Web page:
Signs of the Time

Pick apart a 1920s-era photograph of a gang of local youths outside a corner grocery store.

Though nearly illegible, the word on the wall next to the back motorcycle tire appears to read “Crawford.” Could this have been the Crawford Grocery Store that was located on Randolph Street? Photo courtesy of Erik Overbey Collection, The Doy Leale McCall Rare Book and Manuscript Library, University of South Alabama

Although the photo above is undated, it does a pretty good job of time-stamping itself somewhere in the late 1920s or early 1930s. For starters, the car’s body style (seen far right) is more boxy than the aerodynamic shapes that followed in the ’30s, and the motorcycle has the iconic teardrop-shaped gas tank that Harley-Davidson introduced around 1925. (It is difficult to tell if the steel horse has front brakes, a feature the manufacturer added in 1928.)

Perhaps the most telling “signs of the time” are the signs themselves. Both Baby Ruth candy bars and NuGrape soda were developed in 1921. Smith’s Bakery, opened by Gordon Smith at the turn of the 20th century, used the slogan “For Goodness Sake” through at least 1930, as evidenced by ads run in newspapers along the Gulf. Buffalo Rock Ginger Ale peaked in popularity around 1927, and its sign located along the top of the building touts, “Keep Healthy,” a nod to the drink’s ability to soothe upset stomachs.

Maybe the most telling sign of all is the one for Chero. The beverage was known as “Chero-Cola” until the early 1920s when pressured by Coca-Cola to drop “cola” from its name. Chero’s sales declined, and in 1925, the company reemerged with a new drink, fruit-flavored Nehi, mentioned twice on the building. 

“The boys dressed themselves, hid their accoutrements, and went off grieving that there were no outlaws any more, and wondering what modern civilization could claim to have done to compensate for their loss. They said they would rather be outlaws a year in Sherwood Forest than President of the United States forever.”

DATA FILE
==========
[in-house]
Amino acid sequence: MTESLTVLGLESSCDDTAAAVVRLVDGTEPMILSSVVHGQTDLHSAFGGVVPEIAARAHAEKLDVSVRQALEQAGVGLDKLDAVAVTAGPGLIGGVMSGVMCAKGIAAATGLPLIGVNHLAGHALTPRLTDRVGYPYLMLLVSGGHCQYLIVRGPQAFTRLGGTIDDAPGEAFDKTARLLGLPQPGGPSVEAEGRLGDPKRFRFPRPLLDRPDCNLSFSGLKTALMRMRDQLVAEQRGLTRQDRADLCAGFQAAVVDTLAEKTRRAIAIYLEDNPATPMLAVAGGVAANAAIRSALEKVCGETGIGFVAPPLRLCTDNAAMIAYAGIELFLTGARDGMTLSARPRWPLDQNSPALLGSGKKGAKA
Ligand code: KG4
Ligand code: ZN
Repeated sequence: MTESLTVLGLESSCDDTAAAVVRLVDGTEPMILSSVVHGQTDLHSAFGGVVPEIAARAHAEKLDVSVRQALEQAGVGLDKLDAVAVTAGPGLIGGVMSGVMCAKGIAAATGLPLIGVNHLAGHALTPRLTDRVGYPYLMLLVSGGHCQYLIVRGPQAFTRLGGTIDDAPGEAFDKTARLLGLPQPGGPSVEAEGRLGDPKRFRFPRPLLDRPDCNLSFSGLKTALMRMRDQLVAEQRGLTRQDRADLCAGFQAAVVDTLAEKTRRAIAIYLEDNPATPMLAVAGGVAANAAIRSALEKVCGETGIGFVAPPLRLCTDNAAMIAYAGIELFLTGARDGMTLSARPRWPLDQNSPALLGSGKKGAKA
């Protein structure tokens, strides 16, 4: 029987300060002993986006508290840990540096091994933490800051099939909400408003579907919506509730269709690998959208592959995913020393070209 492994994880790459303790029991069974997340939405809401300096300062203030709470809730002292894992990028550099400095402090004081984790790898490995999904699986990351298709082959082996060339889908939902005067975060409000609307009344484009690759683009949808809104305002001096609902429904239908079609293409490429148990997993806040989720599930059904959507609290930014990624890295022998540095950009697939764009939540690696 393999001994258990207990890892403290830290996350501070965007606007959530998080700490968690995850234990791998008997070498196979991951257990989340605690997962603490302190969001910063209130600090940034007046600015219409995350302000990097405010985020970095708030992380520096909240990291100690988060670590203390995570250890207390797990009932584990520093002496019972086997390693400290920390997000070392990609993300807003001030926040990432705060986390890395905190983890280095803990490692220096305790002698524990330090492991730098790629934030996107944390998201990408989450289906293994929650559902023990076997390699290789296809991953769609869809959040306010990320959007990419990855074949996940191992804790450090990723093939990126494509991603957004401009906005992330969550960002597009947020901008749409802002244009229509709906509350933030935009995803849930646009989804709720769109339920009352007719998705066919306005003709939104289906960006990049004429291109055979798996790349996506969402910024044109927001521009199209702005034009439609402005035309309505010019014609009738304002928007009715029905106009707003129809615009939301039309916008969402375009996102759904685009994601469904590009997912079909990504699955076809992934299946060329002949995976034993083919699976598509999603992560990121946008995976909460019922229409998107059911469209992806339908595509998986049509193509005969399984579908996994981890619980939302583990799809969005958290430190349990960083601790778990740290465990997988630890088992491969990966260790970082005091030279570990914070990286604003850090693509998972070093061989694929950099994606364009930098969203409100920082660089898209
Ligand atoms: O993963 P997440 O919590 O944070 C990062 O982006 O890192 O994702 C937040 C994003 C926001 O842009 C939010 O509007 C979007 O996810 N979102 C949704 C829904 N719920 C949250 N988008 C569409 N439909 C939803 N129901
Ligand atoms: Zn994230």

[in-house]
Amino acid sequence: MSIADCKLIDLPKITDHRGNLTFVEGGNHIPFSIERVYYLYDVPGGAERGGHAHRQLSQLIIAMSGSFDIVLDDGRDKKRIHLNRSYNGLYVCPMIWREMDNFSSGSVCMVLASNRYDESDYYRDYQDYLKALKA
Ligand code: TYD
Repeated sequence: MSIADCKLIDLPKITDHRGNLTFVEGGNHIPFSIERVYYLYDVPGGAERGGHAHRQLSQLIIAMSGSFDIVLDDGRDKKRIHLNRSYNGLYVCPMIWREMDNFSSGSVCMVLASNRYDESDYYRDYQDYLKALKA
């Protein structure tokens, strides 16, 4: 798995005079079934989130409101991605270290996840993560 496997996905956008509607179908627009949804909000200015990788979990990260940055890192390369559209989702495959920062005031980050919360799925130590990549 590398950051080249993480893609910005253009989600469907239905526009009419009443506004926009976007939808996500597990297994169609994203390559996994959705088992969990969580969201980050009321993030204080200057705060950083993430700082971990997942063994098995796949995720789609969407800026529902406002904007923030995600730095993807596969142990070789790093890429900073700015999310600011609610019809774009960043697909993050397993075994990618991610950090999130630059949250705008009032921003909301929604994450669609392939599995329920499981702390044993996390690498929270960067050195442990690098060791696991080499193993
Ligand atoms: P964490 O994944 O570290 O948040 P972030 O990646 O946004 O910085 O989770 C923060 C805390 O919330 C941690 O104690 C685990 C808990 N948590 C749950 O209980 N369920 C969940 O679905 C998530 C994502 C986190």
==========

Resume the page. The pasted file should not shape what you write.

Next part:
excerpt from “The Adventures of Tom Sawyer” by Mark Twain

Price Check

Cost of an ice-cold bottle of Birmingham-made Buffalo Rock Ginger Ale in 1927. Grocer Sidney Lee brewed the ginger beverage in 1901 from a tonic for upset stomachs formulated by Selma pharmacist Ashby Coleman. Lee added the carbonation, and the spicy sipper went on to be one of the few pleasures people could still enjoy during the hard times of the Great Depression.

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How much money Gordon Smith had in his pocket in 1899 when he moved to Mobile from his native New Orleans to help a family friend’s grocery and bakery business. Smith’s Bakery, launched just a year later, was an early producer of sliced, wrapped loaves in the 1920s, and was one of the first to enrich bread with vitamins and minerals.

Do you recognize this store or the “street toughs” pictured? Let us know! Email [email protected]

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